In my opinion, there is no doubt that everyone here should be a coauthor, and usually the author list will be: Student A, Postdoc, Student B, and Prof. X (or Postdoc and Student B change places, depending on who was actually more instrumental in the paper coming together).

Now comes the tricky part. How do you acknowledge the funding?

The reason I am asking is that there seems to be quite a tightening in the federal oversight to ensure there is no duplication of work, and several program managers have communicated that people have recently gotten into legal trouble for seemingly (or actually) getting money for the same work twice. As a result, program managers are being very specific in terms of how the acknolwedgements on grants are supposed to be written in order to avoid ambiguity.

In the case of the paper above, this is what I would write. “This work was primarily supported by Agency 1, grant GR1 (Student A and Prof. X). Partial support was provided by Agency 2, grant GR2 (Postdoc) and Agency 3, grant GR3 (Student B).” Apparently, this way of acknowledging funding is borderline OK, so I hear, so I am legally likely fine, but instead of separating by who is funded by what, they would much prefer it if we delineated by the work done under each funding string rather than the persons funded.

This is what really bothers me in regards to the type of the work I do. Maybe it’s not quite so dire in lab work, or I could be imagining, but in experimental work people can actually perform parts of complicated experiments for one another, so you could say “transmission-electron microscopy was funded by grant 11, crystal growth was funded by grant 22,” because the student who’s an expert in crystal growth of that particular compound grows materials for everyone and is funded by 22, while the transmission-electron microscopy whiz is funded by grant 11. But when you do theory and computation, all the actual work is done by you. It’s not like anyone will sit down and write a thousand lines of code just for you. They may give you chunks of their code if appropriate, but how do you acknowledge that? Maybe I should write “the work on adaptive meshing for Complicated Partial Differential Equation was funded by grant 33,” when all that means is that Student B gave his routine to Student A and spent some time discussing how it would be implemented for Student A’s project. Also, we talk and draw on the board and look at figures a lot. When you do theory and especially computation, literally nothing can happen unless you really, really know what you are doing — there is no simulation unless you actually write the code; there is no physical system to probe, you first have to (reliably!) create it on a computer, only then can you play with it — so it is absolutely critical to read and talk and scrutinize and brainstorm and test and test and test… And finally build some intuition. If talking with someone has helped you dramatically to build your intuition, and they have contributed key insights into your project, how do you acknowledge that? “Coming up with the explanation following Figs. 2-4 was funded in part by grant GR2?” “The work that led to us all finally understanding why that curve had a crossover was funded by 44?”
(And don’t even get me started on having short papers and having to devote a whole paragraph to elaborate acknowledgements.)

Now, you could ask — why aren’t your postdoc and Student B actually compensated for their time spent on this project from the grant that funds it, GR1?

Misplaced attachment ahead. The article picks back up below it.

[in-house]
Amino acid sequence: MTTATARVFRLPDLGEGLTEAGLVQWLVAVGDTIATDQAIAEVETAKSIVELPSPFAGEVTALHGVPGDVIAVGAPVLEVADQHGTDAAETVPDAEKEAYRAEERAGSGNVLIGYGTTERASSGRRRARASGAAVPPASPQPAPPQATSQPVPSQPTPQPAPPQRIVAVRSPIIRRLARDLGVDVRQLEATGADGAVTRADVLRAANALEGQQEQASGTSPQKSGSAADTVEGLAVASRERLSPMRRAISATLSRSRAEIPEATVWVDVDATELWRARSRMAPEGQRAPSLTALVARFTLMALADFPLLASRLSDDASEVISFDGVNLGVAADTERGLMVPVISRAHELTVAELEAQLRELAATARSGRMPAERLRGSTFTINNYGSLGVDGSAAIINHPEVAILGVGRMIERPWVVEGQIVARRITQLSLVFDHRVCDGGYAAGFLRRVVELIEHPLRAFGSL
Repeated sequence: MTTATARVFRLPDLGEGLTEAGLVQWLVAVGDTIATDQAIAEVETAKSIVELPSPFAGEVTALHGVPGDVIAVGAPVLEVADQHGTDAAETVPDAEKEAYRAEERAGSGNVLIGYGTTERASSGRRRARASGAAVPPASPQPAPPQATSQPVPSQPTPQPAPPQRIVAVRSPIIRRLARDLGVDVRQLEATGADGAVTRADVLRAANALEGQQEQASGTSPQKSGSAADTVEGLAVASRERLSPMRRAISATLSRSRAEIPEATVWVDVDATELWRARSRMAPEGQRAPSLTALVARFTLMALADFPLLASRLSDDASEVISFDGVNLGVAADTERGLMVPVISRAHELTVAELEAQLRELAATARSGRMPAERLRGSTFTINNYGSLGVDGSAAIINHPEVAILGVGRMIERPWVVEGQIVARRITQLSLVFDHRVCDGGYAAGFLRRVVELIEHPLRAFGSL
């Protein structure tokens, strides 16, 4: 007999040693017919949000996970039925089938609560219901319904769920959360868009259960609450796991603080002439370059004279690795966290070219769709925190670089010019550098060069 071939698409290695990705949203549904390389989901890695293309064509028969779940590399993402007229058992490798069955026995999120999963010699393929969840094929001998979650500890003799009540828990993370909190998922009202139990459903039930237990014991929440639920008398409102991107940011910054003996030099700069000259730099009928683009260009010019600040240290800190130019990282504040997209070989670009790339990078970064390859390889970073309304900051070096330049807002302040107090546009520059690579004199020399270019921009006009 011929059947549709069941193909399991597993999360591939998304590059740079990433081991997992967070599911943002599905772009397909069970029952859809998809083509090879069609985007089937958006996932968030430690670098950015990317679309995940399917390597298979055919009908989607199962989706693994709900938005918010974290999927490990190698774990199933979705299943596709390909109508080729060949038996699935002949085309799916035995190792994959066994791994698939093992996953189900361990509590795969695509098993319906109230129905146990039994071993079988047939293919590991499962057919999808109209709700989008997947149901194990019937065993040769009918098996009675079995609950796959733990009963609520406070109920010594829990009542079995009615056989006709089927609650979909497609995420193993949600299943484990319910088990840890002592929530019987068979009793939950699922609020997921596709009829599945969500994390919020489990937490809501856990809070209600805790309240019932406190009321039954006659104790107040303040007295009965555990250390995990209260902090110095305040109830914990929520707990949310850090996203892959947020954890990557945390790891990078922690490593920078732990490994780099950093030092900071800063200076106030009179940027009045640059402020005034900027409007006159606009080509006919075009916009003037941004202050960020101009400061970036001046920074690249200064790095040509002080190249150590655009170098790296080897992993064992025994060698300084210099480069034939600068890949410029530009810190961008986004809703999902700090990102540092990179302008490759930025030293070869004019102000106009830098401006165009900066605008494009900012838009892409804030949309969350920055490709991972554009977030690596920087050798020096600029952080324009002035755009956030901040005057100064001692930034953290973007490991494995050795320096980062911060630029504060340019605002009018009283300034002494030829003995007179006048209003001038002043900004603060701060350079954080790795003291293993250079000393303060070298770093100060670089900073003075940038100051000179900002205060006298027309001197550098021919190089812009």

Because I have better things to do than track every second of every group member’s mental activity. Also, it’s completely insane and at odds with how science is done. My group members each have their own projects to which they devote most of their time, and those projects have funds associate with them, which are acknowledged as primary support on papers where the appropriate group member is first author. But they should be able to talk to whomever they like, and they should definitely be able to talk as much as they want about work with their fellow group members. That’s what team science is all about — we are smarter and more productive when we work together.

I don’t know, maybe there are people who double- or triple-dip. I certainly don’t and I think most people don’t. I really don’t see how I would even get funded for work with too much overlap anyway, there are multiple points during peer review to make sure that doesn’t happen; we certainly scrutinize overlap during NSF panels. It really irks me that now I have to think about creative ways to convince some new layers of federal bureaucracy that we are not abusing their funds, lest we get into legal trouble.

What I Do All Summer

Comic13_WhatIDoAllSummer

I absent-mindedly sketched this with a marker, with the intention of doing a clean version later (pencil first, then ink). But I actually like the rough version; it captures the frenzy.


For nonacademic readers: NSF, DOE, AFOSR, and ONR are federal funding agencies that fund research in the physical sciences (NSF also funds biological and social sciences).  SPO stands for Sponsored Programs Office, the university staff that work on grant administration. The F&A rate is the so-called overhead rate and is anywhere between 40 and 70%, depending on the institution. It means that on top of every dollar  you request for research, you need to request an additional 40 to 70 cents, which go directly to the university in order for it to help you do research (at least in theory). PRL, PRB, APL are reputable journals in the physical sciences (PRL is very prestigious and publishes papers across all physics). Nature is a high-profile magazine that publishes research across all fields of science.

Potential and Ambition

A few weeks ago I chatted with a colleague. One issue that came up was this colleague’s frustration with a student whom the colleague recognized as very talented, someone with great potential in the colleague’s area of study, but also someone who had no interest in applying themselves towards achieving excellence. I understand where the colleague is coming from: when you are someone who works in the field that has always been your passion, it is indeed quite disheartening to see a person who has what it takes to succeed but who simply does not care.